Emerging as a comprehensive and aggressive governance scheme in China, the “Social Credit System” (SCS) seeks to promote the norms of “trust” in the Chinese society by rewarding behavior that is considered “trust-keeping” and punishing those considered “trust-breaking.” This Article closely examines the evolving SCS regime and corrects myths and misunderstandings popularized in the international media. We identify four key mechanisms of the SCS, i.e., information gathering, information sharing, labeling, and joint sanctions, and highlight their unique characteristics as well as normative implications. In our view, the new governance mode underlying the SCS—what we call the “rule of trust”—relies on the fuzzy notion of “trust” and wide-ranging arbitrary and disproportionate punishments. It derogates from the notion of “governing the country in accordance with the law” enshrined in China’s Constitution.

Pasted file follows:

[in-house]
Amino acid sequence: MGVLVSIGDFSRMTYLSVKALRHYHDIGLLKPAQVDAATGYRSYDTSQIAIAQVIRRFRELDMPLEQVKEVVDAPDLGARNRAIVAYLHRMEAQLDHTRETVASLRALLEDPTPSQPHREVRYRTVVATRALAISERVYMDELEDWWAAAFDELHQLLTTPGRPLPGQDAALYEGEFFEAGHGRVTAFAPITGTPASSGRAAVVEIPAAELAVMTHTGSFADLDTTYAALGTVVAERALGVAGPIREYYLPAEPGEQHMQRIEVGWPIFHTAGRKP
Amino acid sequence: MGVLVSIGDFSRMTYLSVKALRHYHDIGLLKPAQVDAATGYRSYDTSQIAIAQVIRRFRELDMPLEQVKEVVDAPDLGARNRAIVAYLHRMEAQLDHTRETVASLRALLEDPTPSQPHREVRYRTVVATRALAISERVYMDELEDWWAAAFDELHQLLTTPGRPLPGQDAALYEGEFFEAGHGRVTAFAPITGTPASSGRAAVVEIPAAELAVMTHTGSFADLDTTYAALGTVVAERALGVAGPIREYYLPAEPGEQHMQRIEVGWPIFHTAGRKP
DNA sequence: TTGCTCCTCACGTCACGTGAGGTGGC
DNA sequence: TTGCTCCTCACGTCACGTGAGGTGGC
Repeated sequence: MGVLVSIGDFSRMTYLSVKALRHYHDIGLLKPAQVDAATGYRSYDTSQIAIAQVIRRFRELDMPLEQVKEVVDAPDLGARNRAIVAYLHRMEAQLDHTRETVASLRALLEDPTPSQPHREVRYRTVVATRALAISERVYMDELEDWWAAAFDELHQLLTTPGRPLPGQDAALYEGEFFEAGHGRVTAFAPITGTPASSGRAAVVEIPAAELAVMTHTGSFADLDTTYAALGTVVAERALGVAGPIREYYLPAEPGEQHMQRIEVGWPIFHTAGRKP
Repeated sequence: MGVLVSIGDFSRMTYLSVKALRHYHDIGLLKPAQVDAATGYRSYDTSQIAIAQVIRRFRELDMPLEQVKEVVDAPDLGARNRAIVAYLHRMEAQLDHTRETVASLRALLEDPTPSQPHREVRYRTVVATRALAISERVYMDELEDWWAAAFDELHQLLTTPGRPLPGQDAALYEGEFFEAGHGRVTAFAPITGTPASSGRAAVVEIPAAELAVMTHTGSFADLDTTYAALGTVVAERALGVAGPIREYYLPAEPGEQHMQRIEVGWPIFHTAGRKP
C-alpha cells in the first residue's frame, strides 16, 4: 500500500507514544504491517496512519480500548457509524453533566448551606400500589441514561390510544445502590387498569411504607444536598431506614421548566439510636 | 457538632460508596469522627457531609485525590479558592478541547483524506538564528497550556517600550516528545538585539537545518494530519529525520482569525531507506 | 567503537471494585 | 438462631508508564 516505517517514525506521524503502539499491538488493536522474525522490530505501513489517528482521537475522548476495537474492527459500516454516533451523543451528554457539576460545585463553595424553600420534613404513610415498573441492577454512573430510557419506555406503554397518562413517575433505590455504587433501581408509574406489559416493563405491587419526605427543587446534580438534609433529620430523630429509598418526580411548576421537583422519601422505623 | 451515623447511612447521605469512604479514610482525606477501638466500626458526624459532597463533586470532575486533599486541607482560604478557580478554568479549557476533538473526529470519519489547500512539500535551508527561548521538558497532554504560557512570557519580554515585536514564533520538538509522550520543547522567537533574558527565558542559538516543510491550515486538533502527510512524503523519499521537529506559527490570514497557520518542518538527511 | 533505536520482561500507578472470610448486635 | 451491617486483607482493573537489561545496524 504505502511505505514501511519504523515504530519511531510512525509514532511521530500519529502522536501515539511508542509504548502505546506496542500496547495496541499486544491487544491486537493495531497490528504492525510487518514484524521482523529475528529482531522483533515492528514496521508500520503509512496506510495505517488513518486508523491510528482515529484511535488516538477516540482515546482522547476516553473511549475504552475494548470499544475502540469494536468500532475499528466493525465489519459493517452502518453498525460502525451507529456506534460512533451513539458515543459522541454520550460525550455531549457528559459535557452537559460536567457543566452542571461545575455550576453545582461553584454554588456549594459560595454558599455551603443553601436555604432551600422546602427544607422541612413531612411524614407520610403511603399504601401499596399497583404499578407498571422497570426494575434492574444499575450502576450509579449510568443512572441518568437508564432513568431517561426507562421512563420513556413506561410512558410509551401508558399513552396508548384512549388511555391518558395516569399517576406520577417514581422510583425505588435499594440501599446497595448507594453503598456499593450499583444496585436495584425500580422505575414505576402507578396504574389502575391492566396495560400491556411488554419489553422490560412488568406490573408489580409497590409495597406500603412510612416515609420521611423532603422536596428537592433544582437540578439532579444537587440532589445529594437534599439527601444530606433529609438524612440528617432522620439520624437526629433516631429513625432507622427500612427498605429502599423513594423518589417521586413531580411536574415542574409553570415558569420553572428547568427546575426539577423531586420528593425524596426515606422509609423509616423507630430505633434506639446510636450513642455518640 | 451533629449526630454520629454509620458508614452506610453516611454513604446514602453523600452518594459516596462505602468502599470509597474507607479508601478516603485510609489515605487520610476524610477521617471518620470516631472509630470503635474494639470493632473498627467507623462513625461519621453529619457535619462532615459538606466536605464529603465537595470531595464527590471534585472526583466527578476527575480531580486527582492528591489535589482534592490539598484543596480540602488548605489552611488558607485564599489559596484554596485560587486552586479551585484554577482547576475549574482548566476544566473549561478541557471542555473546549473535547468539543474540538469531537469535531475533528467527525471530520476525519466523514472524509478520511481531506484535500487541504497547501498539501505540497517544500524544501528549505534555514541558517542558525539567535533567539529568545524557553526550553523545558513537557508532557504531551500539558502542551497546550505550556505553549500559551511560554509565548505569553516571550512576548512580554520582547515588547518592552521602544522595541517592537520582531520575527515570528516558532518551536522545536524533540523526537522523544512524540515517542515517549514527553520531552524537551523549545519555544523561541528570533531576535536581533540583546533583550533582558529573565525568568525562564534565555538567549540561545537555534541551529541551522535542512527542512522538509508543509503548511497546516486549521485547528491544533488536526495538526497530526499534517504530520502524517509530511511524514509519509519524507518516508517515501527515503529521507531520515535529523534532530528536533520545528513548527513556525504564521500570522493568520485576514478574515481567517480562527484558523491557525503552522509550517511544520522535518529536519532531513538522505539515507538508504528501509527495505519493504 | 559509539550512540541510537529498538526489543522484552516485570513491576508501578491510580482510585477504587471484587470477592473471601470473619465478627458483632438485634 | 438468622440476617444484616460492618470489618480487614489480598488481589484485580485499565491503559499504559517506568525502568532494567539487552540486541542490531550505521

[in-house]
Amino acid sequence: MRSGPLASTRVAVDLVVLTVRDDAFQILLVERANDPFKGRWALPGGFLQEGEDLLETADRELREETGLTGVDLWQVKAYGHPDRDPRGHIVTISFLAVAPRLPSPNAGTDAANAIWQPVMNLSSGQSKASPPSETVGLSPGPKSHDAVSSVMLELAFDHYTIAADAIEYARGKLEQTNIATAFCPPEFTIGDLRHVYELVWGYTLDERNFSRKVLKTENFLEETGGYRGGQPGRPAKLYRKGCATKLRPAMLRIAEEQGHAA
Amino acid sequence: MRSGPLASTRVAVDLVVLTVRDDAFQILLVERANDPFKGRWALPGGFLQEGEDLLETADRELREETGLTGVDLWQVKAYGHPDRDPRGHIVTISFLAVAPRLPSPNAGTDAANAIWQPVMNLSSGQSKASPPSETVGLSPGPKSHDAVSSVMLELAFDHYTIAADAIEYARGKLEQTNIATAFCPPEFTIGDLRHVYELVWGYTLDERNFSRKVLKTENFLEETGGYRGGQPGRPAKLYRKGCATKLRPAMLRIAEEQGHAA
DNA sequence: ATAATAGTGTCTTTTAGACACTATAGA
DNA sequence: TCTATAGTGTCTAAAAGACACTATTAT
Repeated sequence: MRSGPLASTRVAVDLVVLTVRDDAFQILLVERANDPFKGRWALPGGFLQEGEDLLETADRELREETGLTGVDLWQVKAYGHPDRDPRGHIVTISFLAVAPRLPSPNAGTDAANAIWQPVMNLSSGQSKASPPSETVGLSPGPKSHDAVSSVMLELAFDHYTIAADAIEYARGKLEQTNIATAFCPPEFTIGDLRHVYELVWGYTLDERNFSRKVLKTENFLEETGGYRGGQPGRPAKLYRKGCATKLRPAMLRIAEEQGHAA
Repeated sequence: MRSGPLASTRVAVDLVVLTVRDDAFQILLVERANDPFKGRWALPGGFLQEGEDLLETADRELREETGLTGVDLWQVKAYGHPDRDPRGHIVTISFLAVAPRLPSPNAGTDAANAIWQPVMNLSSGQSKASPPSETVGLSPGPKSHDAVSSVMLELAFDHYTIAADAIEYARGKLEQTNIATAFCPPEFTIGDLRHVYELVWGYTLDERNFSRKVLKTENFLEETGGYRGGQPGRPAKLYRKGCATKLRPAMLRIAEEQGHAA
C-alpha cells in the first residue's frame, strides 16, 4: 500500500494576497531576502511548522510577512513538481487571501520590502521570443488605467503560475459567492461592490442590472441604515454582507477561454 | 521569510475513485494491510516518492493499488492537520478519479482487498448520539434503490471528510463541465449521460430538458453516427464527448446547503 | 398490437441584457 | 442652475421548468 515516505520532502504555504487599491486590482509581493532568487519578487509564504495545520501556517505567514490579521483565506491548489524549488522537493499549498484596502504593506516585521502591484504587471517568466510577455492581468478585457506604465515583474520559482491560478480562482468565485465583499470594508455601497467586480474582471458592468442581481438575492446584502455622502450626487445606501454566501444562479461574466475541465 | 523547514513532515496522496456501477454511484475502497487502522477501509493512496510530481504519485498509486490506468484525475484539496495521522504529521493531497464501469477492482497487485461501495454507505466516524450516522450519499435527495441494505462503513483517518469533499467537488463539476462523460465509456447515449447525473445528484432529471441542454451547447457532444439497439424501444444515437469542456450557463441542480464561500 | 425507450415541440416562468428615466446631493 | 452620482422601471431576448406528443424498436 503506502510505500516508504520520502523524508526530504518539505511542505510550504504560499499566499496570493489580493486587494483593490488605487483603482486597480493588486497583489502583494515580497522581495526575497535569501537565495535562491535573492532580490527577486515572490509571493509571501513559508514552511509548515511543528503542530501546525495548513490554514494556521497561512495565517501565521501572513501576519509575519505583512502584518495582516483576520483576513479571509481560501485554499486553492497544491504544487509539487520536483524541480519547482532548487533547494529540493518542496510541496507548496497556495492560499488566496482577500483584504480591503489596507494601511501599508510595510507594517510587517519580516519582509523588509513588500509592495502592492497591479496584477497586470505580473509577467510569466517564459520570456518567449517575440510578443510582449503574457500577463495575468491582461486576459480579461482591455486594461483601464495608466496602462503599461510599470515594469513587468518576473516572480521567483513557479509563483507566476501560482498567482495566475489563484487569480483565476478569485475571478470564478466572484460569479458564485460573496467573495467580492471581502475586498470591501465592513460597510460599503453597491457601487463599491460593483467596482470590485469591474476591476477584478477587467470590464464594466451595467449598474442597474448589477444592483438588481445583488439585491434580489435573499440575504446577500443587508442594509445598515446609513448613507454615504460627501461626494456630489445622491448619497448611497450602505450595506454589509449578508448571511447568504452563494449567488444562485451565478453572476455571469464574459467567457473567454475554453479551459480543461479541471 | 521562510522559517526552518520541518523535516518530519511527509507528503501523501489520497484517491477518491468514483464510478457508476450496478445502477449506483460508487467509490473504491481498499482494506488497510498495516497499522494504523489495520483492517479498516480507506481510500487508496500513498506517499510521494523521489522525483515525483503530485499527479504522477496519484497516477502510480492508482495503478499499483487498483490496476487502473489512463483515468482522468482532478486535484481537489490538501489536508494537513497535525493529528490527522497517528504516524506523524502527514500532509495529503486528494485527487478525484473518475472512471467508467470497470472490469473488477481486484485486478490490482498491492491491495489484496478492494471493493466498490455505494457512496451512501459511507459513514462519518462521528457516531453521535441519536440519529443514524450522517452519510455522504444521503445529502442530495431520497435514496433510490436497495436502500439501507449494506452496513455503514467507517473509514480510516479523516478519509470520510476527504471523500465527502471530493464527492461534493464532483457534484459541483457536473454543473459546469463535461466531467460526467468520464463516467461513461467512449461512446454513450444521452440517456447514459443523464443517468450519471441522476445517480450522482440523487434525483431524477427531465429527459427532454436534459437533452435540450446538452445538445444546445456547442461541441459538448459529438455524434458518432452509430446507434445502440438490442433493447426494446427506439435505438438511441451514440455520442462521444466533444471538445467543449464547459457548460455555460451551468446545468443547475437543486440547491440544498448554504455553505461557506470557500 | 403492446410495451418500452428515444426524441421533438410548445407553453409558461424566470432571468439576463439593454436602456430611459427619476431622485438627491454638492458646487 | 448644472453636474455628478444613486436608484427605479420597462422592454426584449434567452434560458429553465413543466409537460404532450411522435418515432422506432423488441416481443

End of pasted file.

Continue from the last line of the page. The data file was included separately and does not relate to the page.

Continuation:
This Article contributes to legal scholarship by offering a distinctive critique of the perils of China’s SCS in terms of the party-state’s tightening social control and human rights violations. Further, we critically assess how the Chinese government uses information and communication technologies to facilitate data-gathering and data-sharing in the SCS with few meaningful legal constraints. The unbounded and uncertain notion of “trust” and the unrestrained employment of technology are a dangerous combination in the context of governance. We conclude with a caution that with considerable sophistication, the Chinese government is preparing a much more sweeping version of SCS reinforced by artificial intelligence tools such as facial-recognition and predictive policing. Those developments will further empower the government to enhance surveillance and perpetuate authoritarianism.